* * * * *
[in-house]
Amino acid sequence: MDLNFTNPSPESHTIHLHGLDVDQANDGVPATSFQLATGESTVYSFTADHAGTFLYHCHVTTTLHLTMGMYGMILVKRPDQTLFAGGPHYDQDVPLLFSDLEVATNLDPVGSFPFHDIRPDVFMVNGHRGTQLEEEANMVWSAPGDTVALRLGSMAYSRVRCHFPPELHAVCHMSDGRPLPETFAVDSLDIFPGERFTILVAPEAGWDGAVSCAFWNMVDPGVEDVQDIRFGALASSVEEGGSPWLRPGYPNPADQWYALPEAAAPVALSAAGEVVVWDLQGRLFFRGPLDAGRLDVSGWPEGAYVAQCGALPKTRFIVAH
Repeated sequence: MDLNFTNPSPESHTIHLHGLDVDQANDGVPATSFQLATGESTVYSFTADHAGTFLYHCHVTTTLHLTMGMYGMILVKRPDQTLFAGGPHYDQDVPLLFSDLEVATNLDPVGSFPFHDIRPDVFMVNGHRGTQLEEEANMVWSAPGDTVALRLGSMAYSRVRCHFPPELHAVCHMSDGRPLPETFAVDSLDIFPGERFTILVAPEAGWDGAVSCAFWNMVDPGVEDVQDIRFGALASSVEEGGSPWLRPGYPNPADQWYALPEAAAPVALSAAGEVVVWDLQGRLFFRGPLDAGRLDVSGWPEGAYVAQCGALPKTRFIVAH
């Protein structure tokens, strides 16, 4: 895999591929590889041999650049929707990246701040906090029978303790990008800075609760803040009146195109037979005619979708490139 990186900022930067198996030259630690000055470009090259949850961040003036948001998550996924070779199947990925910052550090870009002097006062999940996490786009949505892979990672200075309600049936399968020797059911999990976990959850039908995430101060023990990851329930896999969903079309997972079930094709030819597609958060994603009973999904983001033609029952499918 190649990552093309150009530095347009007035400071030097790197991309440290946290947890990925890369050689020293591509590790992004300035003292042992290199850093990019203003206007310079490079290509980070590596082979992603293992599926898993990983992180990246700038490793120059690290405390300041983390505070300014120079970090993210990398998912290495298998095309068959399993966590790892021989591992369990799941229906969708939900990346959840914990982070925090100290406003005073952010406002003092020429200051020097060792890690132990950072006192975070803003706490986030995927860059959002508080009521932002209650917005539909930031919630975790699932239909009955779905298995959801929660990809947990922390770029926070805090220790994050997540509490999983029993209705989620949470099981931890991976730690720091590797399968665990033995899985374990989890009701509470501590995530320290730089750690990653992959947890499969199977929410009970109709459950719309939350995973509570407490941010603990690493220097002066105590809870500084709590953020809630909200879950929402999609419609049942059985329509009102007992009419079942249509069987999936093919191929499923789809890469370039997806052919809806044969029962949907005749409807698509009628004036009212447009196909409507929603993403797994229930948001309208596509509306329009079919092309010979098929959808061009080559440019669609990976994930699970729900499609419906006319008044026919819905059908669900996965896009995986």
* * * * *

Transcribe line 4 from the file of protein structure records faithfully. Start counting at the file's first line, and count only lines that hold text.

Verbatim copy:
């Protein structure tokens, strides 16, 4: 895999591929590889041999650049929707990246701040906090029978303790990008800075609760803040009146195109037979005619979708490139 990186900022930067198996030259630690000055470009090259949850961040003036948001998550996924070779199947990925910052550090870009002097006062999940996490786009949505892979990672200075309600049936399968020797059911999990976990959850039908995430101060023990990851329930896999969903079309997972079930094709030819597609958060994603009973999904983001033609029952499918 190649990552093309150009530095347009007035400071030097790197991309440290946290947890990925890369050689020293591509590790992004300035003292042992290199850093990019203003206007310079490079290509980070590596082979992603293992599926898993990983992180990246700038490793120059690290405390300041983390505070300014120079970090993210990398998912290495298998095309068959399993966590790892021989591992369990799941229906969708939900990346959840914990982070925090100290406003005073952010406002003092020429200051020097060792890690132990950072006192975070803003706490986030995927860059959002508080009521932002209650917005539909930031919630975790699932239909009955779905298995959801929660990809947990922390770029926070805090220790994050997540509490999983029993209705989620949470099981931890991976730690720091590797399968665990033995899985374990989890009701509470501590995530320290730089750690990653992959947890499969199977929410009970109709459950719309939350995973509570407490941010603990690493220097002066105590809870500084709590953020809630909200879950929402999609419609049942059985329509009102007992009419079942249509069987999936093919191929499923789809890469370039997806052919809806044969029962949907005749409807698509009628004036009212447009196909409507929603993403797994229930948001309208596509509306329009079919092309010979098929959808061009080559440019669609990976994930699970729900499609419906006319008044026919819905059908669900996965896009995986």